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  #101  
Old 07-26-2005, 10:28 PM
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Quote:
Originally Posted by Elspeth
Do you know what she actually is? That was what Frothy was asking about originally. Georgie Ziadie, Lady Campbell?
I don't know her actual name, but the style is correct for a divorcee.
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  #102  
Old 07-27-2005, 04:17 AM
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Quote:
Originally Posted by branchg
Well, given that the UK still has a class system based on a formal peerage and the ranking of dignities all the way up to the Crown, it is usually the desire of a lady to assume the titular dignities of her husband, if superior to her own, upon marriage. There is nothing in the law, however, to stop a woman from choosing not to and/or retaining their own name and status regardless.

In France, the Republican Government does not legally recognize any of the former titles of nobility, with the notable exception of the heads of the former royal houses of Orleans, Bonaparte and Bourbon. Each Head of the Royal or Imperial Houses are recognized by the Republic by their princely or ducal dignities and titles legally as descendants of former Sovereigns of France.

The rest of the former nobility continue to hold their dignities as courtesy titles, recognized by society, but not legally by the French Republic except as a surname (i.e. Rothschild).
Ok, thanks. For me who don't know anything about the class system in European monarchy, I never know, when someone is speaking of "technically correct", if it's correct regarding a law or a custom.
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  #103  
Old 07-27-2005, 04:35 AM
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Pedant's Corner

Wishing to be pedantic :) I should point out that the correct 'spelling' is The Prince Andrew, The Princess Royal, The Queen, The Princess Margaret etc, not 'the'. My understanding is that 'The' is a dignity restricted to the Monarch(s) and their children.
.
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  #104  
Old 07-27-2005, 07:00 AM
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I already pointed that out :)

Branchq, I am not wrong. You clearly know an awful lot about royalty, and I really enjoy your posts, but you're wrong on this one, as a very quick check of any official document will bear out. You may check the Court Circular, available in any good paper daily. The title is HRH the Duke of York and only that, because a *royal* dukedom, which carries with it a Princely dignity, is higher than merely being a Prince of the United Kingdom; the Princess Royal is a higher title than The Princess Anne, and so forth.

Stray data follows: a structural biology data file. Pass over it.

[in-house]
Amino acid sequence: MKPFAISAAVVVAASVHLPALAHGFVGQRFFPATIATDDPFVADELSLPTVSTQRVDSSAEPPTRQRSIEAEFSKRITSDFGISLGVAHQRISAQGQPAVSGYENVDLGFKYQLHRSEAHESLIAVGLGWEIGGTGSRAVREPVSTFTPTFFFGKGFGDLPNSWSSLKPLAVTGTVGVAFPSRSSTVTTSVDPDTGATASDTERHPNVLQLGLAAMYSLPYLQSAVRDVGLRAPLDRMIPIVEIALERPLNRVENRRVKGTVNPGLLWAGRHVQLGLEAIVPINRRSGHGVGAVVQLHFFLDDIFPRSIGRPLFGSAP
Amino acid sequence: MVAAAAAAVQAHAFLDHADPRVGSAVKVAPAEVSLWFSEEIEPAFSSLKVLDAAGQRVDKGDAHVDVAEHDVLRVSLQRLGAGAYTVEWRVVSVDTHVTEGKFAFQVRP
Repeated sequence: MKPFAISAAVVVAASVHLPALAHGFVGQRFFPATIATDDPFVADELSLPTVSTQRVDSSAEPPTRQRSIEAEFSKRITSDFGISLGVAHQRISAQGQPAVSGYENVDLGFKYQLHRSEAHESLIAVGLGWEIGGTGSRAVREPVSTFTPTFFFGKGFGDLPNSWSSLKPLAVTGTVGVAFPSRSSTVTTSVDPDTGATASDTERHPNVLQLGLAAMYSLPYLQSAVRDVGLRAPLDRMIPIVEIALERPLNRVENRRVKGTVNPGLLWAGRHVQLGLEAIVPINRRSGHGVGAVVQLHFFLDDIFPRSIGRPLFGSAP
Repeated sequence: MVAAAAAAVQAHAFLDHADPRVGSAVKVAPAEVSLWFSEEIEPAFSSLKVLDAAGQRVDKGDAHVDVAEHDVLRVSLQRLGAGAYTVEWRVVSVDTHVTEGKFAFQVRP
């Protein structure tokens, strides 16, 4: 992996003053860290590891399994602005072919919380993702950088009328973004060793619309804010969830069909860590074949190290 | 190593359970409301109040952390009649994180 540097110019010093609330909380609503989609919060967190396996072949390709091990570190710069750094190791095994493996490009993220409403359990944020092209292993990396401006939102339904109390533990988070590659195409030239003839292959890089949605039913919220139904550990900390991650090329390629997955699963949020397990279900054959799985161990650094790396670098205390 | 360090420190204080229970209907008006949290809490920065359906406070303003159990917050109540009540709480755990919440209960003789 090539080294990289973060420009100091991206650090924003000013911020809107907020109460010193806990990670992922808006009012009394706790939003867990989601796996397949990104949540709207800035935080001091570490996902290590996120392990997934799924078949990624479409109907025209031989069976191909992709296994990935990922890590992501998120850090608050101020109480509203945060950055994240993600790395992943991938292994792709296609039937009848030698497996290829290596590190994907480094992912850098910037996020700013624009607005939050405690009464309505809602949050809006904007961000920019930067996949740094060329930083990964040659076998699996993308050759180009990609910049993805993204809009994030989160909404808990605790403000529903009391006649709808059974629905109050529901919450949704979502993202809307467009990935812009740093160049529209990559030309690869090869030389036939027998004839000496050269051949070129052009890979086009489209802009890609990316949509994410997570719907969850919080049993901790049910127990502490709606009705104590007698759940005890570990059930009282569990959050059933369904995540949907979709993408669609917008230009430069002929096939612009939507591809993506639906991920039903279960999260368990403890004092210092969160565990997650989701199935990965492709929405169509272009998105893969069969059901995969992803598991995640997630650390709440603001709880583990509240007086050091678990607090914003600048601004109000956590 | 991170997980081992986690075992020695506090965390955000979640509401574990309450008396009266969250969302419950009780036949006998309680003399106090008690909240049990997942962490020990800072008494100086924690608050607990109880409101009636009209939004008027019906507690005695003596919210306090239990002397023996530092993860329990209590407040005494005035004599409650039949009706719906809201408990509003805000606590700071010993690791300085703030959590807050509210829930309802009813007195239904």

Here is today's Court Circular:

http://www.timesonline.co.uk/article...9503_2,00.html

And here is the official website of Buckingham Palace: go to the drop down menu on 'choose a member of the Royal Family'. The correct and official titles are given there:

http://www.royal.gov.uk/output/Page7.asp

There is no HRH The Prince Andrew, Duke of York because there is no such title. There is only HRH The Duke of York.

Now as to your confusion. You appear to think that I am saying that a divorced Princess or Duchess is still a Princess or a Duchess. I am not. I am pointing out to you that as a matter of law and custom, a divorced peeress who has not remarried may still use the style of address of a peeress. Emma, Duchess of Argyll and the Duchess of Argyll are still both correctly addressed as "Your Grace", even though the first is only a former or divorced duchess.

Now, the reason both Diana and Sarah are not correctly addressed as Your Royal Highness was that the Queen, as fount of honour, as is her right, specifically barred them from using this royal designation.

But she did not specifically bar them from using the ordinary normal useage of a divorced peeress. Thus, they were entitled to use the highest form of address of the non-royal, lesser titles that attach to their former husbands. The Duke of Rothesay is a lesser title that attaches to the Princedom of Wales; HRH The Prince Charles did not become Duke of Rothesay upon birth but assumed it when he assumed the Princedom of Wales. just as he then also became Duke of Cornwall and many other things.